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View Diary: Outsourcers' Bill of Rights to come to a vote on Thursday (54 comments)

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  •  I do have some expertise, since I filed an (0+ / 0-)

    awful lot of unfair labor practice complaints with the NLRB over the years.

    Your understanding is completely wrong. The law is excruciatingly clear----it is illegal to locate (or relocate) a plant if any part of the reason for so doing is to escape a labor union.

    Period.

    End of debate.

    And Boeing apparently admitted that this is exactly what they did. This is a fight that Boeing has no legal leg to stand on.

    As for your lawyer friends, it sounds as if not a one of them is a labor lawyer.  Any first-year labor-law student would know the provisions of the Wagner Act.

    •  What are the rules? (0+ / 0-)

      Since you say "the law is excruciatingly clear", I assume you are talking about statutory law (as opposed to case law which can be overturned by the courts) or regulations developed under the auspices of the law. Do you have a cite for this?

      I'm wondering because I'm trying to figure out if a business violates this law if they select a plant site

      1. ONLY,
      2. PRIMARILY, or
      3. to ANY EXTENT
      to avoid Unionization of the site.

      Also, does this apply ONLY to businesses which already have Union employees somewhere or does it apply, for example, to businesses with no Unionization selecting their first site?

      I have to believe there are hundreds of thousands of businesses that have selected a plant site, possibly their first, to avoid Unionization to some extent. If that is illegal, why haven't we heard more about NLRB pursuing these claims against businesses regularly? For example, I have a hard time believing that Walmart doesn't include to some extent a state's 'right to work' status when deciding where to open stores and, especially, distribution centers. Has the NLRB just been afraid to pursue these cases knowing that it would lead to the law being changed to limit the restriction on this practice to decisions primarily motivated by retaliation?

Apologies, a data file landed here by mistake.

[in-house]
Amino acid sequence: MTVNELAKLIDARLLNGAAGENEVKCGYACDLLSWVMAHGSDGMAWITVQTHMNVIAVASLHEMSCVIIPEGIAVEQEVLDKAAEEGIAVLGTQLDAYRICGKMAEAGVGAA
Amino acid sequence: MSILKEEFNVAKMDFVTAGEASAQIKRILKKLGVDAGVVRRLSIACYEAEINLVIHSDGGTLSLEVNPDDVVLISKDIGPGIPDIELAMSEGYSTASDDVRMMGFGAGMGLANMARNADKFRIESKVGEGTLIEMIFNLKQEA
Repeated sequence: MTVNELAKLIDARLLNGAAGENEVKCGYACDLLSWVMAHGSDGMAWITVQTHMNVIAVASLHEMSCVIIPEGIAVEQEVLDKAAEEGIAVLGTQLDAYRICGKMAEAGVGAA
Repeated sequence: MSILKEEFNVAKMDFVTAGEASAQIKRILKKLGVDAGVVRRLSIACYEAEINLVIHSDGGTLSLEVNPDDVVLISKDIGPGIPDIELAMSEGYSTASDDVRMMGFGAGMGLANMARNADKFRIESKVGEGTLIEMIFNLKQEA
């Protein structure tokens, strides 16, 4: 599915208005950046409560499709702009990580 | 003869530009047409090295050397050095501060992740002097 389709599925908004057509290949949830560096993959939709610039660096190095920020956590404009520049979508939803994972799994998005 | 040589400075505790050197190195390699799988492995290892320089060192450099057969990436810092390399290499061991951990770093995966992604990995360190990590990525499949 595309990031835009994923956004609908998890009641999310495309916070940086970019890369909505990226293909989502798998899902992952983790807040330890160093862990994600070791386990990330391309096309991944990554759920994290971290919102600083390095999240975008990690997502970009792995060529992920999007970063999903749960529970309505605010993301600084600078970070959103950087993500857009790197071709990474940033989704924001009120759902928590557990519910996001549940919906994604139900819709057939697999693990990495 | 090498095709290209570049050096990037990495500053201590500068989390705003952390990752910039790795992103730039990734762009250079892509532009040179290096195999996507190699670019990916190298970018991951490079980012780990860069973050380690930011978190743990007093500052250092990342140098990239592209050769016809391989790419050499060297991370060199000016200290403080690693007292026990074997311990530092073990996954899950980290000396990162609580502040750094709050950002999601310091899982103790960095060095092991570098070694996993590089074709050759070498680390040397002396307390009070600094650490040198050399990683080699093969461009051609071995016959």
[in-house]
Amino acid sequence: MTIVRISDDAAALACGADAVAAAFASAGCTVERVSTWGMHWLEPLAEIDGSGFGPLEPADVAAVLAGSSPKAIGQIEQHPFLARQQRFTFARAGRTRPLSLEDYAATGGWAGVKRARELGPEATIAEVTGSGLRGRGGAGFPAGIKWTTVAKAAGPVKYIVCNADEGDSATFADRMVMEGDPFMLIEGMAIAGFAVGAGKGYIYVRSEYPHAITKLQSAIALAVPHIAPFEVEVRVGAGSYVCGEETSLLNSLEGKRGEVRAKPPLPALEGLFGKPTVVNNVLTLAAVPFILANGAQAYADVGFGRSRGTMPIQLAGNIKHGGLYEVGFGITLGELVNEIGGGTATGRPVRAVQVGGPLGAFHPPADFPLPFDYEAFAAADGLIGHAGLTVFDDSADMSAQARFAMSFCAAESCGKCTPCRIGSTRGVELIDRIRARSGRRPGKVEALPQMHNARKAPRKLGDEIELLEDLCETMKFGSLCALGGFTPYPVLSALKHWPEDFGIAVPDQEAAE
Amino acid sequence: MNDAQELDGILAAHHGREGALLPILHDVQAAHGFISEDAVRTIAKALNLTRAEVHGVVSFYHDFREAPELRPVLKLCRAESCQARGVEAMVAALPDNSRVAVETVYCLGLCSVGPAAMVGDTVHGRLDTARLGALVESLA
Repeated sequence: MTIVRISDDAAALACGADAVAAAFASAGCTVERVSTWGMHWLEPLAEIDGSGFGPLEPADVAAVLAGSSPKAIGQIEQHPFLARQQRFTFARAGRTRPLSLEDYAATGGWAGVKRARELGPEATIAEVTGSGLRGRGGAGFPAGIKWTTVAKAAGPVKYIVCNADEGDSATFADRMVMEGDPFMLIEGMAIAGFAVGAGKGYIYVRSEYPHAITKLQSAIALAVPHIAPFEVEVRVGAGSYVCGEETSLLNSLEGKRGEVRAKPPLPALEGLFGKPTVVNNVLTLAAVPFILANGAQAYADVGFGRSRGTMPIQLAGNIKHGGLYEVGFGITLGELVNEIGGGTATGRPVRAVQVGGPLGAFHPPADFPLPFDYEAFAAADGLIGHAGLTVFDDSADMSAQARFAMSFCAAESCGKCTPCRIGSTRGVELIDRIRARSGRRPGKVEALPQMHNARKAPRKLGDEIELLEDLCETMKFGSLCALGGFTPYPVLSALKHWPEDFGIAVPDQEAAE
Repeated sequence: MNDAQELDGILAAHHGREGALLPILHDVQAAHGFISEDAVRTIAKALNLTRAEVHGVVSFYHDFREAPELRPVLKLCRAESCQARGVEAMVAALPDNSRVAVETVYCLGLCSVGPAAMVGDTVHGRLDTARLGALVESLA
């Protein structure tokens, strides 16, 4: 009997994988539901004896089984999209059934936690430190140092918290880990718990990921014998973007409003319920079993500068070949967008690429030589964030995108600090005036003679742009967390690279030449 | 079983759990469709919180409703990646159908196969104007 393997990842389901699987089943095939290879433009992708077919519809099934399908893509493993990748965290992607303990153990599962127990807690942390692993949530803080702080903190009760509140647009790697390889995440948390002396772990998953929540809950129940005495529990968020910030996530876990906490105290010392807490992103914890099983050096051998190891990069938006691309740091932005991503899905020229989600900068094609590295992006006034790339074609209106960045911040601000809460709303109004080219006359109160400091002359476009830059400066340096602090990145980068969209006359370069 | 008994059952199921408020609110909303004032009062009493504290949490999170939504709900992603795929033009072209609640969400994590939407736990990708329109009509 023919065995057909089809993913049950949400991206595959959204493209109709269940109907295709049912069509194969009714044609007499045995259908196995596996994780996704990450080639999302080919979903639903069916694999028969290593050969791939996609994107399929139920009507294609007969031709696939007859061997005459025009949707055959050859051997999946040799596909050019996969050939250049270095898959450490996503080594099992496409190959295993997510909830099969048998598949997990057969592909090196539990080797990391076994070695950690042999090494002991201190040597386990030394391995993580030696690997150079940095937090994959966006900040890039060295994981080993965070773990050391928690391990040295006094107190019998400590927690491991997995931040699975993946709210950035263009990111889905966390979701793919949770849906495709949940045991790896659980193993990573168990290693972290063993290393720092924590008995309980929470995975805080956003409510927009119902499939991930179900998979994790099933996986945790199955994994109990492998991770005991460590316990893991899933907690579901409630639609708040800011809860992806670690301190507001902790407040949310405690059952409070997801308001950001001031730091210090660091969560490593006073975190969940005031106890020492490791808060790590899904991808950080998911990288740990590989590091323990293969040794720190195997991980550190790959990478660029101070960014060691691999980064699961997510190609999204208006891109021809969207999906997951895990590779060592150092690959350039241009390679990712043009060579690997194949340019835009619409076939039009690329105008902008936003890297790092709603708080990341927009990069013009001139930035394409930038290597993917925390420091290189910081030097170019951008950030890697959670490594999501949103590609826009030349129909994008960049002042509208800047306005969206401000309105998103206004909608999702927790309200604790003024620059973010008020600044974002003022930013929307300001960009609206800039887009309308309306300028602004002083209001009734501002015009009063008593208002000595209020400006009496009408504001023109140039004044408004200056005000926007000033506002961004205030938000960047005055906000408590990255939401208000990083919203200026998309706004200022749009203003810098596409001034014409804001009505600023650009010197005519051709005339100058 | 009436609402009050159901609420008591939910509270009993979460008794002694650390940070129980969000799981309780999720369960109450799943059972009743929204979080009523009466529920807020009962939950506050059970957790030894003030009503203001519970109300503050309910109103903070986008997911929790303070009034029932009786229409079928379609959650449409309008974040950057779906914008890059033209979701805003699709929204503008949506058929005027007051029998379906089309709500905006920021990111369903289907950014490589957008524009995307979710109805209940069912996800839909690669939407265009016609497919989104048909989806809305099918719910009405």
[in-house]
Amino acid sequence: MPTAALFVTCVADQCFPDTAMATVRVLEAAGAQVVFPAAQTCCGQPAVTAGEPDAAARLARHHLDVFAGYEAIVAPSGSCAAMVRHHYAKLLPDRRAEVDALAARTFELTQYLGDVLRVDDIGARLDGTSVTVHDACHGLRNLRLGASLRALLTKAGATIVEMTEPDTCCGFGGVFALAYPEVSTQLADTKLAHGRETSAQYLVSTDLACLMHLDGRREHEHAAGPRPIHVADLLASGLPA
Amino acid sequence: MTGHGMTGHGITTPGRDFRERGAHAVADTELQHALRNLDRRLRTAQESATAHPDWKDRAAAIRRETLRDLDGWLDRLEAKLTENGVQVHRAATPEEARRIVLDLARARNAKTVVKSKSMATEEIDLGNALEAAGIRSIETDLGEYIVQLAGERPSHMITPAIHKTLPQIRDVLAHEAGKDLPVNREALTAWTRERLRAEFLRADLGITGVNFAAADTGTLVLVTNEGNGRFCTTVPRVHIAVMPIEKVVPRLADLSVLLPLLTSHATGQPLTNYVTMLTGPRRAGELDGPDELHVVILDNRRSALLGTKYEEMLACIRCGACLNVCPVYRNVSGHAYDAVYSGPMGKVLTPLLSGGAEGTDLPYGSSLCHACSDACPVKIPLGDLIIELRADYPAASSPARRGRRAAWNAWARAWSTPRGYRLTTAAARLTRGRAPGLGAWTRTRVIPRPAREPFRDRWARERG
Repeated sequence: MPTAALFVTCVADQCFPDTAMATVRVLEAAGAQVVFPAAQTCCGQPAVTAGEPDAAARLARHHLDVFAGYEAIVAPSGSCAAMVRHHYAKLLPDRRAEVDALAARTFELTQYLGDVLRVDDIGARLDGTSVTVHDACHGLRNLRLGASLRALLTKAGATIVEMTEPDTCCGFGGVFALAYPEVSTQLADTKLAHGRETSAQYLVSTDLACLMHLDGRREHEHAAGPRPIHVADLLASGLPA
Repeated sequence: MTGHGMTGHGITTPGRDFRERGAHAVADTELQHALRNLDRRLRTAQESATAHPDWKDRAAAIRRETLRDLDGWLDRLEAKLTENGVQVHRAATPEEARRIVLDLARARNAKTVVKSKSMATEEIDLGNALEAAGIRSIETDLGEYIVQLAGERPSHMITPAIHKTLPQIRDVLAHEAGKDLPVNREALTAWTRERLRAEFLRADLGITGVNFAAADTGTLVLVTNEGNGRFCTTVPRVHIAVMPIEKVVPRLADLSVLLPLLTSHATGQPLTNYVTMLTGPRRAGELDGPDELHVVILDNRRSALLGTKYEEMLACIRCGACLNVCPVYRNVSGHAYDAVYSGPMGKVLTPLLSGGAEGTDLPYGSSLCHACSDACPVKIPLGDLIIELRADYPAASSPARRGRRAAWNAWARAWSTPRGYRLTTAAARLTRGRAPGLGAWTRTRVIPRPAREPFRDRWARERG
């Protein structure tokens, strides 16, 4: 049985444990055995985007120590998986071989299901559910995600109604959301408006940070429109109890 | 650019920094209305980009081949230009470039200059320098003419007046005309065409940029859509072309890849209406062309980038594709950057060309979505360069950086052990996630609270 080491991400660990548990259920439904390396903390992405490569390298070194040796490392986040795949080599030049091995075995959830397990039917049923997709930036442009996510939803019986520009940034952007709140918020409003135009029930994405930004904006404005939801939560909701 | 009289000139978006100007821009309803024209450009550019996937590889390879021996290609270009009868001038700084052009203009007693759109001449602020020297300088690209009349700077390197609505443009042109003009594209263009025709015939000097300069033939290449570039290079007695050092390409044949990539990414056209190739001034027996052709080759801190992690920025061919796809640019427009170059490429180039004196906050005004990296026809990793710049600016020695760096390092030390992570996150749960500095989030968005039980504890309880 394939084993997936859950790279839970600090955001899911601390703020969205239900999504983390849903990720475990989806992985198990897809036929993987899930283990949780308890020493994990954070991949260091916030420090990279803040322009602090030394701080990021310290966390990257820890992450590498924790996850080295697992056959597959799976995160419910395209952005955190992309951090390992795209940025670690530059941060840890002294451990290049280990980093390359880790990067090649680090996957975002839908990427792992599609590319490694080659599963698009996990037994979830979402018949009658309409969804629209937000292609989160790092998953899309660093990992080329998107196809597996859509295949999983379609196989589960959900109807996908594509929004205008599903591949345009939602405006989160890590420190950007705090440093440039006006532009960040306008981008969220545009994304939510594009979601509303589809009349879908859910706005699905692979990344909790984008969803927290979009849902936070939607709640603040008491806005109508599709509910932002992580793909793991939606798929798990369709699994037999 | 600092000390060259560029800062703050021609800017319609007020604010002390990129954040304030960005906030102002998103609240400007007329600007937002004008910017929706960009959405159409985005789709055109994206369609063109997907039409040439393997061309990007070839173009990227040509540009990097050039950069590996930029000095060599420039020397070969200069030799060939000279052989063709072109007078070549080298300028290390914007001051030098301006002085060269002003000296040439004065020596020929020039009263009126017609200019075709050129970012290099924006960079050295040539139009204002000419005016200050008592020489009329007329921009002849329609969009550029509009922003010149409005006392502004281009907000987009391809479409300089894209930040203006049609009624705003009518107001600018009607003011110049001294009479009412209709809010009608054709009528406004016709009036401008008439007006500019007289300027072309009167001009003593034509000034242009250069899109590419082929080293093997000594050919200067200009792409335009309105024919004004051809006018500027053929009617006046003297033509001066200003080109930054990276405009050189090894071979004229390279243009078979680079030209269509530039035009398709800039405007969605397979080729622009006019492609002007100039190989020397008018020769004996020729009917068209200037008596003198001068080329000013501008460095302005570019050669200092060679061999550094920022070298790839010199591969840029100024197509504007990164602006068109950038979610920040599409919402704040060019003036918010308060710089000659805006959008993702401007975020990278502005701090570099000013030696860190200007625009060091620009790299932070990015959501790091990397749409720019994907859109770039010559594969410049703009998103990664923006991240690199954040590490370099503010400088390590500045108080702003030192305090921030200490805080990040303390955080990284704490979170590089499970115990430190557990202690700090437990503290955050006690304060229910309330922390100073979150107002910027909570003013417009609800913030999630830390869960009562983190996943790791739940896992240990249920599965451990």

•  the case law is clear (0+ / 0-)

        It is illegal to do anything, anywhere, to avoid a union.  Workers have the legal right to "concerted activity", and employers have no right whatever to interfere with that. If you list a thousand reasons for doing something, and one of those reasons is "to avoid a union", that is illegal.

        You are of course entirely correct that companies do it all the time anyway. And it is all illegal.  The problem is that PROVING this was one of their reasons is very very very difficult, and so charges are virtually never filed over it.  That's what makes the Boeing case so startling--they were apparently stupid enough to declare their motives out loud--which cooks their goose.

      •  some additions . . . (1+ / 0-)
        Recommended by:
        WillR
        Also, does this apply ONLY to businesses which already have Union employees somewhere or does it apply, for example, to businesses with no Unionization selecting their first site?

        Federal labor law protects "concerted activity". That means it applies to any situation, under any circumstances, where two or more employees are together attempting to alter or change their terms or conditions of employment.  No union is necessary--ALL workers have the protection of Federal labor law whether they are in a union or not.

        I assume you are talking about statutory law (as opposed to case law which can be overturned by the courts) or regulations developed under the auspices of the law.

        The statutory law is Section 7(a) of the Wagner Act, which protects "concerted activity". Most of the case law regarding what is or isn't "concerted activity" was settled half a century ago.The Repugs would be pretty ballsy to try to reverse it now--although they might try.

        BTW, labor law is not heard by or enforced by Federal courts--it is done through Administrative Law Judges, the same ones who hear administrative cases in the other Federal agencies such as SEC or Social Security.

        ALJ's are pretty nonpolitical--they are appointed on the basis of civil service tests, and they do not have to be confirmed by the Senate.

        The NLRB members themselves, of course, are entirely political.

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